He said the water entered through the ventilation system to a battery connection tray in the prow and “caused a short-circuit and the beginning of a fire, or smoke without flame.”

Balbi said the captain later communicated via satellite phone that the problem had been contained.

“They had to electrically isolate the battery and continue sailing underwater to Mar del Plata using another battery circuit,” he added.

The San Juan, a German-built diesel-electric TR-1700 class submarine, was last heard from Nov. 15.

Hopes for survivors have been largely crushed by reports of an explosion detected near the time and place the sub went missing.

Since then, there have been no signs of the sub or debris despite an intensive multinational search. Experts have said the 44 sailors aboard had only enough oxygen to last up to 10 days if the sub remained intact but submerged.

The navy said last week that, before the submarine went missing, the captain reported an electrical problem in a battery compartment and the vessel was ordered to return to its base in the coastal city of Mar del Plata, about 250 miles southeast of Buenos Aires.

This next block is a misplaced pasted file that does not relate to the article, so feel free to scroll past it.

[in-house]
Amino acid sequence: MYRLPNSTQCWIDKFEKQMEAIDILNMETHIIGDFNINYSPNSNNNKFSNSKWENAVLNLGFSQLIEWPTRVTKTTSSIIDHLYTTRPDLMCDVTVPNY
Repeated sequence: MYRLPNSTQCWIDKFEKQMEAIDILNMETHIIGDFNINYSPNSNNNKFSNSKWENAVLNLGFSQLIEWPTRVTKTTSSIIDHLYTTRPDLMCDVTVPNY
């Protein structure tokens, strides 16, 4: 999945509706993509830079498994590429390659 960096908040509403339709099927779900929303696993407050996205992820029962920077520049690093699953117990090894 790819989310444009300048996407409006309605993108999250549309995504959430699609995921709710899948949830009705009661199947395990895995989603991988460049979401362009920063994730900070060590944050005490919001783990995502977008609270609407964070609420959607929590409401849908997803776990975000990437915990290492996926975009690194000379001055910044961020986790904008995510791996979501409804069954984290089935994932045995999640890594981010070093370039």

The vessel was commissioned in 1985 and was most recently refitted in 2014.
{more at link)
The sea state in the area at the time of the sinking was 6-8 - which would definitely cause any submariner to want to take his boat below if he thought it was at all dive-worthy.
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  #30  
Old 29-11-2017, 05:29
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Default Re: Argentine Submarine San Juan

BlackBat242....thank you for sharing this most excellent and expert analysis. That is an example of the reason I come to this forum. I can't imagine what those poor souls went through.
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  #31  
Old 29-11-2017, 08:17